The palace of King Herod
Ritual bath discovered
In this palace, Salome danced for Herod
Archaeologists find monumental mikveh – a ritual bath – at the palace of King Herod in Jordan. In this place John the Baptist was killed after Salome had danced for the ruler.
In the ruins of Machaerus, the fort of King Herod in Jordan, archaeologists found a giant mikveh. The fortress near the Dead Sea was destroyed by the same Roman legion that had already destroyed Masada.
The ritual bath was used for spiritual purification, for the personal use of the royal family. The bath is the largest of its kind ever found in Jordan. It recalls the recently discovered and uniquely designated ritual bath in Qumran on the Israeli side of the Dead Sea.
The size of the palace is revealed
In the last 2000 years sand, dust and stone had covered the bath. Originally it had been equipped with a
stone ceiling. The roof had been destroyed 71 years after Christ when the Tenth Roman Legion under Lucilius Bassus attacked the desert fortress.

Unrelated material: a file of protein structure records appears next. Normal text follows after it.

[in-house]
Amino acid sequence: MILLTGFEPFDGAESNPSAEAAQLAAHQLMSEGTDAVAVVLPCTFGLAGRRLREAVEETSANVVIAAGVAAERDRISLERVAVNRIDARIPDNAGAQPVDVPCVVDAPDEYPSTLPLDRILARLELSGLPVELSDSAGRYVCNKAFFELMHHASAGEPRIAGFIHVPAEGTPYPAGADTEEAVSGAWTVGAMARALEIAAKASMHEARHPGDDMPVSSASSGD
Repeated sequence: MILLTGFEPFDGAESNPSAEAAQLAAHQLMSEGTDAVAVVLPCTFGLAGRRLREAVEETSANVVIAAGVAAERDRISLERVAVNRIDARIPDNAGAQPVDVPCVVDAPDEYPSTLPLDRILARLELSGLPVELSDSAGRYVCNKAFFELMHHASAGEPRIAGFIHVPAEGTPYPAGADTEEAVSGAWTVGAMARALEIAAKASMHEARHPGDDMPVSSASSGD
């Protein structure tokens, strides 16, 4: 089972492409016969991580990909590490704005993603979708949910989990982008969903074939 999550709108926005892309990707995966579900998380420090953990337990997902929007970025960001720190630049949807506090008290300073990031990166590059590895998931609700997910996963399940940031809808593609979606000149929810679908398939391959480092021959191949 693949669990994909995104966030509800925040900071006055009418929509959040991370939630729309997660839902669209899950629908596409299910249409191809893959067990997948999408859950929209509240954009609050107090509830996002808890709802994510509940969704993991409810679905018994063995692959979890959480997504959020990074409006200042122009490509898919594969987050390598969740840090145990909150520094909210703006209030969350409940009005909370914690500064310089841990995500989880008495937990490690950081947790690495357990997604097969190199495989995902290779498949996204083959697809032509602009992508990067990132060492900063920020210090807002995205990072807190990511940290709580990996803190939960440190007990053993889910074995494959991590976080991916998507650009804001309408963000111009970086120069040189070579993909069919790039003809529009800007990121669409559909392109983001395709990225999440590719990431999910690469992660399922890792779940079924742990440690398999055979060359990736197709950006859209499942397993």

The archaeologists also discovered collapsed walls, four Roman ballistic projectiles and two pillars destroyed. Also brought to light was a 9.2 meter high wall. For the first time after these two millennia, the true grandeur of Herodes’ Desert Palace becomes visible.
Also found were 18-meter-deep underground cisterns, from which the gardens and baths were fed in Roman style.
A fortress in the former Judea
Where Salome danced
Author: Daniel Gerber
Source: Livenet / Scofield Institute